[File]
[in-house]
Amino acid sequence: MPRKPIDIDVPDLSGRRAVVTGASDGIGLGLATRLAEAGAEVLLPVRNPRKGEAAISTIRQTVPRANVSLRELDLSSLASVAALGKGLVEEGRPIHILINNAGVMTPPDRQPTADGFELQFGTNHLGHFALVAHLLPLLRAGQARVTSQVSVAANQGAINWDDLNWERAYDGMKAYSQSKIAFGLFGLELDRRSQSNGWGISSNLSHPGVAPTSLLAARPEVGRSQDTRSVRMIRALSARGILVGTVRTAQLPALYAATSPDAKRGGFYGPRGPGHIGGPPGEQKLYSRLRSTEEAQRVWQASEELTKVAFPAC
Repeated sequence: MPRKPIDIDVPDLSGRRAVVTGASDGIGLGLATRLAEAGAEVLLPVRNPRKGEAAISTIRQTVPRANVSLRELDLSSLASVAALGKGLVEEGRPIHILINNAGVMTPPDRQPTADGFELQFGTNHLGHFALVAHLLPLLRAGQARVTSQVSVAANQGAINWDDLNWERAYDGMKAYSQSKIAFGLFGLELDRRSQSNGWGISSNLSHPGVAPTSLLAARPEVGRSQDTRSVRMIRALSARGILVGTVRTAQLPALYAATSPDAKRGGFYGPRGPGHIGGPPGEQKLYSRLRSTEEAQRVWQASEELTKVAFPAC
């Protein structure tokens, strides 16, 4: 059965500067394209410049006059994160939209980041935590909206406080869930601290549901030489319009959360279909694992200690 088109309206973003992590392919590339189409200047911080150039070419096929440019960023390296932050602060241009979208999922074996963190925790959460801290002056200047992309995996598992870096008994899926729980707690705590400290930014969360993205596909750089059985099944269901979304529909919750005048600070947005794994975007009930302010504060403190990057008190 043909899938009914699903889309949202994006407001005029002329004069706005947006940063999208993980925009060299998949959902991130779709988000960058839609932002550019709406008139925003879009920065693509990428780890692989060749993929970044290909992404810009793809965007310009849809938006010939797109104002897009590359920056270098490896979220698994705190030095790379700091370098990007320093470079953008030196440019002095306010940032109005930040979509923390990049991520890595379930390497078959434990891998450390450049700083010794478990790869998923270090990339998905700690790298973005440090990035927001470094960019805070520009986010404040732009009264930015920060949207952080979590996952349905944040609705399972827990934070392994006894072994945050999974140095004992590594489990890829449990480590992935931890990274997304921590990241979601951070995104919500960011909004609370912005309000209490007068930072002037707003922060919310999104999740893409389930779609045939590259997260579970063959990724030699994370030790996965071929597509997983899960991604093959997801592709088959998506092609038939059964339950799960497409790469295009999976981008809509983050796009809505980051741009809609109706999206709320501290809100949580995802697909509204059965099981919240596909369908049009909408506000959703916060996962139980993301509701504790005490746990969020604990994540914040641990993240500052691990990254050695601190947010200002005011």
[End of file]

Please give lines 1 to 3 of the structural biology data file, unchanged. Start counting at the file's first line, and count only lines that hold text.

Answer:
[in-house]
Amino acid sequence: MPRKPIDIDVPDLSGRRAVVTGASDGIGLGLATRLAEAGAEVLLPVRNPRKGEAAISTIRQTVPRANVSLRELDLSSLASVAALGKGLVEEGRPIHILINNAGVMTPPDRQPTADGFELQFGTNHLGHFALVAHLLPLLRAGQARVTSQVSVAANQGAINWDDLNWERAYDGMKAYSQSKIAFGLFGLELDRRSQSNGWGISSNLSHPGVAPTSLLAARPEVGRSQDTRSVRMIRALSARGILVGTVRTAQLPALYAATSPDAKRGGFYGPRGPGHIGGPPGEQKLYSRLRSTEEAQRVWQASEELTKVAFPAC
Repeated sequence: MPRKPIDIDVPDLSGRRAVVTGASDGIGLGLATRLAEAGAEVLLPVRNPRKGEAAISTIRQTVPRANVSLRELDLSSLASVAALGKGLVEEGRPIHILINNAGVMTPPDRQPTADGFELQFGTNHLGHFALVAHLLPLLRAGQARVTSQVSVAANQGAINWDDLNWERAYDGMKAYSQSKIAFGLFGLELDRRSQSNGWGISSNLSHPGVAPTSLLAARPEVGRSQDTRSVRMIRALSARGILVGTVRTAQLPALYAATSPDAKRGGFYGPRGPGHIGGPPGEQKLYSRLRSTEEAQRVWQASEELTKVAFPAC